Infiniti Q70 review
The Infiniti Q70 is a left-field rival to the BMW 5 Series and available with a range of petrol, hybrid and diesel engines
While the large executive market is arguably dominated by the likes of the BMW 5 Series, Audi A6 and Mercedes E-Class, there are a handful of more left-field choices – and one of the most exclusive is the Infiniti Q70.
It was originally launched in the UK in 2010 badged ‘M’, but a facelift has seen the car step in line with the rest of Infiniti’s range and now wears a ‘Q70’ badge. Along with tweaked looks, the petrol range is also joined by a new, more fleet-friendly 2.2-litre diesel engine; sourced from Mercedes it replaces the 3.6-litre V6 diesel. The hybrid model also continues but with economy and emissions improved from 40.4mpg and 162g/km in the old M35h to 45.6mpg and 145g/km now.
Fleets are a major concentration for Infiniti and the Q70 – in 2014 Infiniti shifted less than 40 Q70s, but admittedly the lack of a small diesel engine hampered its chances.
There are two main trim levels – Premium and Sport – while Premium Tech and Sport Tech add extra safety kit and equipment. The new 2.2-litre diesel joins the 3.7-litre V6 petrol and the 3.5-litre V6 hybrid models.
Engines, performance and drive
The Q70 may be rear-wheel drive like a BMW 5 Series and billed as a sports saloon, German rivals are much more fun to drive than the Infiniti.
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The seven-speed dual clutch gearbox delivers slow manual shifts, while in auto mode it's eager to kick down at the slightest hint of throttle. The steering is vague with inconsistent weighting, plus it has a lot of turns lock to lock, making for furious twirling of the steering wheel when parking. It does, however, have a tight turning circle for such a large car.
Petrol and hybrid models are the quietest, while the 2.2-litre diesel engine is quite clattery despite Bose noise-cancellation technology in Tech-spec models. It's actually quieter on the move than at a standstill!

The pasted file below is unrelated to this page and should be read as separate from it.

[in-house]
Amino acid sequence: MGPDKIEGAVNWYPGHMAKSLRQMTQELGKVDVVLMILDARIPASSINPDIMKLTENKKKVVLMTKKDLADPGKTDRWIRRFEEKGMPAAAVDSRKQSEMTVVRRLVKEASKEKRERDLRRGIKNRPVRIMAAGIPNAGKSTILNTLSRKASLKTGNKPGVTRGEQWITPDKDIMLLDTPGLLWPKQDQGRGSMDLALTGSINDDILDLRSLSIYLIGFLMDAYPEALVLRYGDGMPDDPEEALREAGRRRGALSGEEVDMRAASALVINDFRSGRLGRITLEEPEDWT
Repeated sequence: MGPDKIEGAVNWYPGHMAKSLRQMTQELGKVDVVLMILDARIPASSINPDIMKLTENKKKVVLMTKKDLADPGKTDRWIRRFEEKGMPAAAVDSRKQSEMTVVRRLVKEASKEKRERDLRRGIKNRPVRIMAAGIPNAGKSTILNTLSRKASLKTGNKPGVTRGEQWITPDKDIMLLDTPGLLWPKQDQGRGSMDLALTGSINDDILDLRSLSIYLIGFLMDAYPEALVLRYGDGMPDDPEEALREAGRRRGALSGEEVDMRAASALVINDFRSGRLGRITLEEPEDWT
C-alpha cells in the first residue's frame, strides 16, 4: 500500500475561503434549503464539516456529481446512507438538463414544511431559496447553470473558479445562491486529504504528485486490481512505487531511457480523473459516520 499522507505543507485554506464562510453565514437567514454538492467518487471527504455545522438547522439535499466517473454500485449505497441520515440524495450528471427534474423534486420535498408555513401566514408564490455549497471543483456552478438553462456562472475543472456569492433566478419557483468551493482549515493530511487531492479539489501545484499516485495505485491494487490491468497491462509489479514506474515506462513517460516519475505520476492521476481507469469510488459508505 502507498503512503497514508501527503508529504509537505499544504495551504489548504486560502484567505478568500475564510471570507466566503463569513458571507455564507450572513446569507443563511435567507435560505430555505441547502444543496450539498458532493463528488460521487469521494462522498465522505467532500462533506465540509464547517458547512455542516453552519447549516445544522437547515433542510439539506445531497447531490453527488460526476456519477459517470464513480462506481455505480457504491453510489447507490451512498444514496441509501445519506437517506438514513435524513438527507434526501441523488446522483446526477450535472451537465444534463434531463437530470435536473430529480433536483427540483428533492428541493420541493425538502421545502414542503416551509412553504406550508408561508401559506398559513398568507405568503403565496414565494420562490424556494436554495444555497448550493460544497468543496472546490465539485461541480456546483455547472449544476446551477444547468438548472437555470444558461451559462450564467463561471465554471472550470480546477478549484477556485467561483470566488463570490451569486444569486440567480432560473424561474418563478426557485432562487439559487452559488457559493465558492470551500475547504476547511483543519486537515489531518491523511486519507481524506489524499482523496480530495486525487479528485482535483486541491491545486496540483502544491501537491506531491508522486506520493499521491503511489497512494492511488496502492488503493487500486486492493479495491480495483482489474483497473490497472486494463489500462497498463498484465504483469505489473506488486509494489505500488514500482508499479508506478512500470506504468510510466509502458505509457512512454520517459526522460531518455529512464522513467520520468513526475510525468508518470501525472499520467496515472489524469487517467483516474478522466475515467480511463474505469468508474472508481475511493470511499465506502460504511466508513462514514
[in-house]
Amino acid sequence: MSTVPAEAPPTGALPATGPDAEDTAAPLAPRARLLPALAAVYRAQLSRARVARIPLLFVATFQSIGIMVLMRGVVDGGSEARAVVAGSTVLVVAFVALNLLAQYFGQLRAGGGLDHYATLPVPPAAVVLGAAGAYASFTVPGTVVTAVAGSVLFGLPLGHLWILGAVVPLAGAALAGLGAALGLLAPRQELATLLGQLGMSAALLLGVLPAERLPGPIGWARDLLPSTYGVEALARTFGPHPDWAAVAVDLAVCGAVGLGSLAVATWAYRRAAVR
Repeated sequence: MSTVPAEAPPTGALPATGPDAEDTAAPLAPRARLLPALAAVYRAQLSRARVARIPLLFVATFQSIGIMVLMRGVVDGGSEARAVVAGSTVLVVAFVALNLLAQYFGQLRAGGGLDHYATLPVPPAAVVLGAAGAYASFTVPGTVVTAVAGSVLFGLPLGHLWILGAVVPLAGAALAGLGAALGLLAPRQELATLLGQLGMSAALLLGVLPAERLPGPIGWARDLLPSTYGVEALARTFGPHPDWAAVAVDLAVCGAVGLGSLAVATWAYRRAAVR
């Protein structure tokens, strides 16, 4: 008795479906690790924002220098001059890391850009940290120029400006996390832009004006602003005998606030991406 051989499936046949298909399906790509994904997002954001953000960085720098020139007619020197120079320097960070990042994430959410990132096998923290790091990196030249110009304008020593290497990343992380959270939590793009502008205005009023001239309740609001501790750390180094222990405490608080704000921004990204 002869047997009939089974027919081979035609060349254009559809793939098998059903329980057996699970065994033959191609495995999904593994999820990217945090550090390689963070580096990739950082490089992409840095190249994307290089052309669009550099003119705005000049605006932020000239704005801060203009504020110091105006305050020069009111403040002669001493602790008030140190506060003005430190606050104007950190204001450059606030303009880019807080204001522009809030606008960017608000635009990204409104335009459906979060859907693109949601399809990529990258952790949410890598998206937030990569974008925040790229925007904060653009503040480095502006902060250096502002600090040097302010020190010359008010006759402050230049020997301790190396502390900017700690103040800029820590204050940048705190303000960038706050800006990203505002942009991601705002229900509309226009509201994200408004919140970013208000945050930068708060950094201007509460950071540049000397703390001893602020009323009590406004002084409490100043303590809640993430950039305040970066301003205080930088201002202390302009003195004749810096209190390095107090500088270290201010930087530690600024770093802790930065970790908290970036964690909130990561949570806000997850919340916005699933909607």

If you're a fan of straight-line acceleration then the hybrid's 0-62mph time of 5.3 seconds is impressive, as is the refinement, but in corners the extra weight of the batteries tells. There's a delay in throttle response that's at odds with the instant torque of the electric motor, too.
The 3.7-litre petrol may be the largest engine in the range but it’s the hybrid that is the performance model. The 3.5-litre petrol mated to an electric motor is the quickest in the range; 0-62mph takes 5.3 seconds and top speed is 155mph.
On the move, the soft suspension results in quite a bit of body roll in bends, but large wheels means the car is constantly unsettled by bumps and rough surfaces.
And then there’s the Infiniti’s Dynamic Safety Shield system. The lane departure warning adds strange inputs to the wheel, but doesn’t pull the car back into its lane, while at low speeds, the Low Speed Following automatically brakes the car without any input from the driver.
At least the adaptive cruise control works well. It accelerates and slows smoothly, although it does shut off if you come to a complete halt.
MPG, CO2 and Running Costs
The 2.2-litre diesel is naturally the most economical and greenest – 57.6mpg and 129g/km of CO2 meaning the Benefit in Kind rating is 21 per cent. The Q70 with this engine fitted means it’s now more of a match for the BMW 518d.
However, while the diesel is competitive, the V6 petrol isn’t – it’ll return 27.7mpg and emit a hefty 235g/km of CO2. But, if a petrol appeals and a diesel doesn’t, the Hybrid may be a good compromise – it’ll return 45.6mpg on the combined cycle and emit 145g/km of CO2, but it's expensive to buy and comes with dynamic penalties thanks to the extra weight. The new wave of plug-in hybrids, such as the Audi A3 e-tron and Mercedes C350 plug-in offer far better claimed fuel economy and all the cost-saving benefits that brings.